1-, 2-, and 3-Day Suggested Itineraries for Nightlife & Entertainment in Nashville

While music is often the center of Nashville's nightlife and entertainment, there are a few other options to check out. See the following itineraries.

1 day: For a Classic Country Day, have the fried eggs, pork sausage, biscuits, and gravy at the Elliston Place Soda Shop (211 Elliston Place). Many a Grand Ole Opry member has sat on its red barstools and booths since the eatery opened in 1939.

Make the pilgrimage to the Ryman Auditorium (116 Fifth Ave N) for a front and backstage tour of the shrine known as the Mother Church of Country Music. If these walls could sing, you would hear such voices as Hank Williams Sr. and Patsy Cline in the 1892-era tabernacle. Take a moment to reflect on the artifacts in the glass cases on the lower level and the view from the upstairs balcony.

©2006 Donnie Beauchamp Ryman Auditorium is the original home of the Grand Ole Opry.

Stop in at Hatch Show Print (316 Broadway) to look at vintage Grand Ole Opry billposters at one of the oldest letterpress operations in the United States begun in 1879.

Take a peek inside the purple-painted Tootsie's Orchid Lounge (422 Broadway), patronized by everyone from Willie Nelson to Roger Miller years ago. Next, flip through CDs at the Ernest Tubb Record Shop (417 Broadway), where record racks were scooted back for dancing by the 1940s for the Midnite Jamboree. Today, the Texas Troubadour Theatre hosts the live weekly broadcast near Opry Mills on Saturday nights.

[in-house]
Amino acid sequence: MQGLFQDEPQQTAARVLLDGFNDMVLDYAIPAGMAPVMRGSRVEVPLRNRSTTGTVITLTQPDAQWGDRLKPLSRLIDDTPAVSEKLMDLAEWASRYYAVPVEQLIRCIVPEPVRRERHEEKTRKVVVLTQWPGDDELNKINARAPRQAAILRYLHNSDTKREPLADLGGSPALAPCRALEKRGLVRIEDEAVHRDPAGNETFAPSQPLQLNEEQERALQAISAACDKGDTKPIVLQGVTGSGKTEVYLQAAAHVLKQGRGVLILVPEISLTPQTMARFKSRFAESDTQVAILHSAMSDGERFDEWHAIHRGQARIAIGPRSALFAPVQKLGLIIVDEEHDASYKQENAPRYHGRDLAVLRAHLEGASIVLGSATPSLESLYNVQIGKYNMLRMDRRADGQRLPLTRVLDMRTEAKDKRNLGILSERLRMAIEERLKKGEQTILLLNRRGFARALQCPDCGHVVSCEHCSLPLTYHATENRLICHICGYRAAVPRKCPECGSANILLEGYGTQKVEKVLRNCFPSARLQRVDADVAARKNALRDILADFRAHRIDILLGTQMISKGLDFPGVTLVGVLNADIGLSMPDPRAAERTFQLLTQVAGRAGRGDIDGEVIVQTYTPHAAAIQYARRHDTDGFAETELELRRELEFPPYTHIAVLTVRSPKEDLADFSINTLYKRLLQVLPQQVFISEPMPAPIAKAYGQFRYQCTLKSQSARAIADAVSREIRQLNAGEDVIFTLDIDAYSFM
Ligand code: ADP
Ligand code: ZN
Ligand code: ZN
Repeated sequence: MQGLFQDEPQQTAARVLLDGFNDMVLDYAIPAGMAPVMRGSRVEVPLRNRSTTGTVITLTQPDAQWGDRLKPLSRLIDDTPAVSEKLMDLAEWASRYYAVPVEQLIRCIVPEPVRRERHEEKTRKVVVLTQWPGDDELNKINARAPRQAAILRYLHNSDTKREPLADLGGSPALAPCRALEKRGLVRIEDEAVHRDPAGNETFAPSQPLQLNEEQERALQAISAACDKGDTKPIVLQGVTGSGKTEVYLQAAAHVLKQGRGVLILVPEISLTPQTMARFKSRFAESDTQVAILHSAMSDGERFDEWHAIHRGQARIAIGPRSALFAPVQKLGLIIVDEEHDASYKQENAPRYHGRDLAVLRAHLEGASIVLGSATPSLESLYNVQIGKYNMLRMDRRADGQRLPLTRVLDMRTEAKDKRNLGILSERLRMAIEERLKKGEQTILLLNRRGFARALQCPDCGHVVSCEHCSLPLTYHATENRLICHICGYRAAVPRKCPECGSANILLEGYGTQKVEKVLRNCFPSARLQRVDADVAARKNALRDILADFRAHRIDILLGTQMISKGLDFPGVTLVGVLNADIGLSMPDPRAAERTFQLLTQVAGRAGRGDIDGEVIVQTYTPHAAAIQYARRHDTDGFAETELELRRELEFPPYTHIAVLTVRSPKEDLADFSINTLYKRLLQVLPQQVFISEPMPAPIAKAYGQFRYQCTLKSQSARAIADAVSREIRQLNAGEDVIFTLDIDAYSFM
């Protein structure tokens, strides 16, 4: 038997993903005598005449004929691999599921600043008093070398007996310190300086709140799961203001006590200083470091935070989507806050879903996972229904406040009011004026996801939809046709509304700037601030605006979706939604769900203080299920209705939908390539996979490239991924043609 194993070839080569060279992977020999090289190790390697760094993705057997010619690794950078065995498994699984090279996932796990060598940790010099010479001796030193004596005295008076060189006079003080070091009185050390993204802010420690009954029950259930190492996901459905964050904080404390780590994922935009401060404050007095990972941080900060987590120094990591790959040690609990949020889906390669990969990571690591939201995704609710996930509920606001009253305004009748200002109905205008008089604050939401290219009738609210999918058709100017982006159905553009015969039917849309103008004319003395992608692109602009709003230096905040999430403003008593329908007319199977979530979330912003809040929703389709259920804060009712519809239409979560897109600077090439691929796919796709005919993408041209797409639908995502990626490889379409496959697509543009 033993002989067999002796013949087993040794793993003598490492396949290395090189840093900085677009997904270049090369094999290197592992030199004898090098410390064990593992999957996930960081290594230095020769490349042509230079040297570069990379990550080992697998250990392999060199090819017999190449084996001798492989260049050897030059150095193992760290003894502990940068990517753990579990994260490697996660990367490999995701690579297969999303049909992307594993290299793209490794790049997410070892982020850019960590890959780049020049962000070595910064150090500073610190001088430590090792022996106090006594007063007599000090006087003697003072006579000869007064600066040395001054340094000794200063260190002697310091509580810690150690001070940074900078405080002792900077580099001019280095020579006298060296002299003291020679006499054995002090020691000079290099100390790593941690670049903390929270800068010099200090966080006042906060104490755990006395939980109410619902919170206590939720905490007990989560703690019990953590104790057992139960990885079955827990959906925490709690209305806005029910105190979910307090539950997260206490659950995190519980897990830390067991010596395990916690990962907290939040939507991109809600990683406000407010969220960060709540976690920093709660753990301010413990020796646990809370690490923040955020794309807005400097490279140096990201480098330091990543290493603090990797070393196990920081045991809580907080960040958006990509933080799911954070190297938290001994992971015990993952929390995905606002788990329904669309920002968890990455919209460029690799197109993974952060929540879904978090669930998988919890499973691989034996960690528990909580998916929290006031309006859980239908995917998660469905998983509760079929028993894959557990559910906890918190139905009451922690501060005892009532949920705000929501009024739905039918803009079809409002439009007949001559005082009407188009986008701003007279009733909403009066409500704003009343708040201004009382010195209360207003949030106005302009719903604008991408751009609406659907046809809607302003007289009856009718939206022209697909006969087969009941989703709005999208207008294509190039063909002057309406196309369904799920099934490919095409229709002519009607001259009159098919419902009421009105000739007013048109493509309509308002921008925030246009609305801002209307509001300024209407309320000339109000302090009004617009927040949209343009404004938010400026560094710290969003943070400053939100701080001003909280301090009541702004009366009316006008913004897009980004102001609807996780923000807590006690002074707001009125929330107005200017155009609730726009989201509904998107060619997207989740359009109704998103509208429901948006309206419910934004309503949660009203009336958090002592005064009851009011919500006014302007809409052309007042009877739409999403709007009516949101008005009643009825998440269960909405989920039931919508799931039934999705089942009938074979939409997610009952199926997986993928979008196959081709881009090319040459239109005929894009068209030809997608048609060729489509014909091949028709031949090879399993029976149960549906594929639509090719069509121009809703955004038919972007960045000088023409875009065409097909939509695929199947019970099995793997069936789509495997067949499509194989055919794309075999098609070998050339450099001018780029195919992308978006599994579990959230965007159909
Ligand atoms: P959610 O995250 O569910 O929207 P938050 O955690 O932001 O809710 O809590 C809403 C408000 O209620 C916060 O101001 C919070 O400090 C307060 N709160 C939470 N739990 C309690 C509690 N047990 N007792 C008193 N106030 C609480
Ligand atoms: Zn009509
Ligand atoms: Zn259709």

Drive to the Nashville Palace (2611 McGavock Pike) for a Legendary Lunch of catfish to white beans and cornbread and occasional visits from Opry stars since the restaurant is across from the Gaylord Opryland Resort. At the Palace, Ricky Van Shelton and Randy Travis were introduced to Nashville.

Afterward, take in the history of the world's longest-running radio show at the Grand Ole Opry Museum (2802 Opryland Dr). You'll see how the former WSM Barn Dance was founded, along with shiny costumes and instruments from the likes of Minnie Pearl and Roy Acuff.

 

Then, listen to the real deal at The Grand Ole Opry (2804 Opryland Dr) on Fridays and Saturdays from March through early October. (In the winter, the performances move to the Ryman Auditorium.)

2 days: Start with breakfast on an All Music Day at Cafe Coco (211 Louise Ave) with the struggling musicians on the "Rock Block" of nightclubs at Elliston Place. Groupies can have the Italian sausage, sun-dried tomatoes, and spinach, or the green eggs (with pesto) and ham with mozzarella.